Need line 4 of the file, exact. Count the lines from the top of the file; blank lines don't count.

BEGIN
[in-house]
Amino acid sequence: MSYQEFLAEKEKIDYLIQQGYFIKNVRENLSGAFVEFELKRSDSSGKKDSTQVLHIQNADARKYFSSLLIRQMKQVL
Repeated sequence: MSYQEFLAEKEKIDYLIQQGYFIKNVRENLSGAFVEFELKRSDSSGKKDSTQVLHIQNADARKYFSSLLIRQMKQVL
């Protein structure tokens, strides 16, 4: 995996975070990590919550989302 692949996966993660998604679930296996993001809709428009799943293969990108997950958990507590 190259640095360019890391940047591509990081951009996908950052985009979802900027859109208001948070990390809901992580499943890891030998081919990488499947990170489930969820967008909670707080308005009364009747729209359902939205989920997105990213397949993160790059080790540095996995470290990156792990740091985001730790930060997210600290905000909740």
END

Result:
């Protein structure tokens, strides 16, 4: 995996975070990590919550989302 692949996966993660998604679930296996993001809709428009799943293969990108997950958990507590 190259640095360019890391940047591509990081951009996908950052985009979802900027859109208001948070990390809901992580499943890891030998081919990488499947990170489930969820967008909670707080308005009364009747729209359902939205989920997105990213397949993160790059080790540095996995470290990156792990740091985001730790930060997210600290905000909740």